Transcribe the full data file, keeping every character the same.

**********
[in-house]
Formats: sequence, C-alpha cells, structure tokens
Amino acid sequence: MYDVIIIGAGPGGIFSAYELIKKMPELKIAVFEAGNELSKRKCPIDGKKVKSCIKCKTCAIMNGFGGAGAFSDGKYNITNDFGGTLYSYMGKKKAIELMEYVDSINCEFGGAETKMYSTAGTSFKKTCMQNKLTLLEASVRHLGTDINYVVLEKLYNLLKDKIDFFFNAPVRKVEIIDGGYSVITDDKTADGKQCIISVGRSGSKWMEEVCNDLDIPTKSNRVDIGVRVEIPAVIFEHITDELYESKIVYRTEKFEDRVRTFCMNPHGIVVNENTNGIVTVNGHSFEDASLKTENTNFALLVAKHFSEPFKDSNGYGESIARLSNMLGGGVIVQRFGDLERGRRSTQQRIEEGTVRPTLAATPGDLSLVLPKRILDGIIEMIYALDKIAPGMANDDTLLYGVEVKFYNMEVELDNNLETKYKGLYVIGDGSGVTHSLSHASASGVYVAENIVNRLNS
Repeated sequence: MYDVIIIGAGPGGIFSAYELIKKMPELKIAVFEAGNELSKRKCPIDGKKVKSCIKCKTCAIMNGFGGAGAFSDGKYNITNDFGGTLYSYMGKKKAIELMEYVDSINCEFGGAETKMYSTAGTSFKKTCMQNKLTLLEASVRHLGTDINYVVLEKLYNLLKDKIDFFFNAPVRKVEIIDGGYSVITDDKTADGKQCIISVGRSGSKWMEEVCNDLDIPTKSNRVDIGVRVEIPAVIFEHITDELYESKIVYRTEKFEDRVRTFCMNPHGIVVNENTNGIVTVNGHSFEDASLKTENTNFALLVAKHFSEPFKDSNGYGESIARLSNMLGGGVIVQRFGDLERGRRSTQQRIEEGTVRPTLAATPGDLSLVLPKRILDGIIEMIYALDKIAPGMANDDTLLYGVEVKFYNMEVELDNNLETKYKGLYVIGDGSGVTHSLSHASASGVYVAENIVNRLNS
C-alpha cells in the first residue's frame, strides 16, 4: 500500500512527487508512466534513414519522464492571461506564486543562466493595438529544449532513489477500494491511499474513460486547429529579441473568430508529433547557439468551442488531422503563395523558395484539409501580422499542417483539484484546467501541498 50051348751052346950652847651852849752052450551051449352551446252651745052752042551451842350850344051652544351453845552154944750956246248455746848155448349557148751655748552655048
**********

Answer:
[in-house]
Formats: sequence, C-alpha cells, structure tokens
Amino acid sequence: MYDVIIIGAGPGGIFSAYELIKKMPELKIAVFEAGNELSKRKCPIDGKKVKSCIKCKTCAIMNGFGGAGAFSDGKYNITNDFGGTLYSYMGKKKAIELMEYVDSINCEFGGAETKMYSTAGTSFKKTCMQNKLTLLEASVRHLGTDINYVVLEKLYNLLKDKIDFFFNAPVRKVEIIDGGYSVITDDKTADGKQCIISVGRSGSKWMEEVCNDLDIPTKSNRVDIGVRVEIPAVIFEHITDELYESKIVYRTEKFEDRVRTFCMNPHGIVVNENTNGIVTVNGHSFEDASLKTENTNFALLVAKHFSEPFKDSNGYGESIARLSNMLGGGVIVQRFGDLERGRRSTQQRIEEGTVRPTLAATPGDLSLVLPKRILDGIIEMIYALDKIAPGMANDDTLLYGVEVKFYNMEVELDNNLETKYKGLYVIGDGSGVTHSLSHASASGVYVAENIVNRLNS
Repeated sequence: MYDVIIIGAGPGGIFSAYELIKKMPELKIAVFEAGNELSKRKCPIDGKKVKSCIKCKTCAIMNGFGGAGAFSDGKYNITNDFGGTLYSYMGKKKAIELMEYVDSINCEFGGAETKMYSTAGTSFKKTCMQNKLTLLEASVRHLGTDINYVVLEKLYNLLKDKIDFFFNAPVRKVEIIDGGYSVITDDKTADGKQCIISVGRSGSKWMEEVCNDLDIPTKSNRVDIGVRVEIPAVIFEHITDELYESKIVYRTEKFEDRVRTFCMNPHGIVVNENTNGIVTVNGHSFEDASLKTENTNFALLVAKHFSEPFKDSNGYGESIARLSNMLGGGVIVQRFGDLERGRRSTQQRIEEGTVRPTLAATPGDLSLVLPKRILDGIIEMIYALDKIAPGMANDDTLLYGVEVKFYNMEVELDNNLETKYKGLYVIGDGSGVTHSLSHASASGVYVAENIVNRLNS
C-alpha cells in the first residue's frame, strides 16, 4: 500500500512527487508512466534513414519522464492571461506564486543562466493595438529544449532513489477500494491511499474513460486547429529579441473568430508529433547557439468551442488531422503563395523558395484539409501580422499542417483539484484546467501541498 50051348751052346950652847651852849752052450551051449352551446252651745052752042551451842350850344051652544351453845552154944750956246248455746848155448349557148751655748552655048